Silicon Valley Watcher - Former FT journalist Tom Foremski reporting from the intersection of technology and media

Amazon's Extraordinary Competitive Advantage As It Misses Q2 Earnings: It's Shareholders

Posted by Tom Foremski - July 25, 2013

Amazon [$AMZN] reported revenue up 22 per cent in its most recent quarter and a net loss of 2 cents a share compared with a profit of one cent a year ago. It missed Wall Street estimates of  5 cents per share profit.

Despite the large miss its share price dipped only 2 per cent in after hours trading underlying the completely different philosophy of its shareholders compared with other tech firms.

Amazon is part of a large pack of companies that missed earnings expectations this season: Google, Microsoft, IBM, Intel, SAP and Oracle. Collectively, those companies lost $61 billion in market value following their miss as their disappointed shareholders dumped their positions.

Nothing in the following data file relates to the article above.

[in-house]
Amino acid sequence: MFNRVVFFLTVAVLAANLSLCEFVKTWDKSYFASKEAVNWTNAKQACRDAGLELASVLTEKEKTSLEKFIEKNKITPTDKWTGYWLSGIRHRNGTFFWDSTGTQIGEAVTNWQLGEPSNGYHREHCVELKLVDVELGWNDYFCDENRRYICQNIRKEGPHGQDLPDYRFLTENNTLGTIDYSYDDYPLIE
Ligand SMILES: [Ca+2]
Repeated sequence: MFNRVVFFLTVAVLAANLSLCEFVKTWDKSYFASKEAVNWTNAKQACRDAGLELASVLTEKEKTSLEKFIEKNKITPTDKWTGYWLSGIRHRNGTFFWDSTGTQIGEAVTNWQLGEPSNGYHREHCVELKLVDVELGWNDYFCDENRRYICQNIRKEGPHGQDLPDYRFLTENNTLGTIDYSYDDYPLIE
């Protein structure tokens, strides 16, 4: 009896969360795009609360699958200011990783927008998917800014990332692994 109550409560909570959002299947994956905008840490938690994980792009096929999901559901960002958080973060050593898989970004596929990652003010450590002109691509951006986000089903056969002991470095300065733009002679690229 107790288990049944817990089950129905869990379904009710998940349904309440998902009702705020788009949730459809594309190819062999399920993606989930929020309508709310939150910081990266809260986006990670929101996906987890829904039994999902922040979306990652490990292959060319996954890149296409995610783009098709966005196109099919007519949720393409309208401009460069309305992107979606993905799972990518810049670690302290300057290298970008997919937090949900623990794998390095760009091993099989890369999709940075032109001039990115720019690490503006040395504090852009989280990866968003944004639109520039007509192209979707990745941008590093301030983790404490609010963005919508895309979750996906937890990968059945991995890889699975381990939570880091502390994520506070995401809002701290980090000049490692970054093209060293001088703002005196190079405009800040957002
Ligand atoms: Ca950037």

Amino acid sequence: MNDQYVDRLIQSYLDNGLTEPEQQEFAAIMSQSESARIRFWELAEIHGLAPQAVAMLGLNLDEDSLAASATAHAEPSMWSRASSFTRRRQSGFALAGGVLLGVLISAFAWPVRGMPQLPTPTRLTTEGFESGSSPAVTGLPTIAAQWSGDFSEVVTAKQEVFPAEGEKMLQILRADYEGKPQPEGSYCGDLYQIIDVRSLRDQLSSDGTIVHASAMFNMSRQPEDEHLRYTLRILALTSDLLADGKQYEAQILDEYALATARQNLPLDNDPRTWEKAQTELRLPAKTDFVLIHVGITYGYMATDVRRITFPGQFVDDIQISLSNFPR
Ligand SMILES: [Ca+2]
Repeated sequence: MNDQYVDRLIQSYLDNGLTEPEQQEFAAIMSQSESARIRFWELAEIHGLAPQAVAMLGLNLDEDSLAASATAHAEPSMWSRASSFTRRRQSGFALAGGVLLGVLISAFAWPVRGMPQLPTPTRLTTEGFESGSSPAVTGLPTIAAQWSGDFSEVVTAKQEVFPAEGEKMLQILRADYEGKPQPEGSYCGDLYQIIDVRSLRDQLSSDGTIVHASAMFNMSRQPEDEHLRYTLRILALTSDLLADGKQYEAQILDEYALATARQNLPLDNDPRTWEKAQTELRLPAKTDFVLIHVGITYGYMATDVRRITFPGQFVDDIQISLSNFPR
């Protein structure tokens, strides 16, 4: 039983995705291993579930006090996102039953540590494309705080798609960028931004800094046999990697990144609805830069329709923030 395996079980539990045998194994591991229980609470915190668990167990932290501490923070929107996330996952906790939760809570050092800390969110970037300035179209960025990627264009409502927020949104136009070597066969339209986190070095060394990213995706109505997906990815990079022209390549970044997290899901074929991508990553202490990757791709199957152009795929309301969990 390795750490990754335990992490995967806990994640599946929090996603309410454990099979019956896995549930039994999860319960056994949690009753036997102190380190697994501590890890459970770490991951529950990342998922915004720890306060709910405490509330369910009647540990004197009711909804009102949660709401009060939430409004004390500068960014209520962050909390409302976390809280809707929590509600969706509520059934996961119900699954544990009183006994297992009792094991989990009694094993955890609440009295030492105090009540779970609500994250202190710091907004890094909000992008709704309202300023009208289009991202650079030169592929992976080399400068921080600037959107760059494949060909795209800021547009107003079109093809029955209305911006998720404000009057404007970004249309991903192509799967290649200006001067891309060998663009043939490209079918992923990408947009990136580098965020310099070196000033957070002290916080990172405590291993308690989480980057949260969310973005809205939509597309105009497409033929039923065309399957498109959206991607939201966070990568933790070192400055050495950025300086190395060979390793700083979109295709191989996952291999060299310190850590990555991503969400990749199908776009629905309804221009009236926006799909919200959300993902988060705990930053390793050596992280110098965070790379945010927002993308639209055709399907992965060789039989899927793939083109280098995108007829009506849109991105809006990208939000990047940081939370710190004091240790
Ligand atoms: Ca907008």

But $AMZN shareholders are famous for their resilience in the face of bad news. Apple fanboys have nothing on Amazon shareholders when it comes to loyalty.

This is a very valuable competitive advantage for Amazon because it means Jeff Bezos, CEO has a lot more wiggle room in building strategic initiatives. His more profitable tech rivals are severely punished when they miss earnings expectations by the narrowest of margins, which makes their management risk averse.

Amazon has put this to good use. For example, it's been able to build a dominant position in cloud based computing services. And whenever it cuts prices, rivals such as Rackspace have to follow suit, and their share price usually gets hit at the same time.

A competitor that doesn't care if it makes money is a nightmare competitor. The strategy is working well for Amazon. What new markets will it terrorize next?

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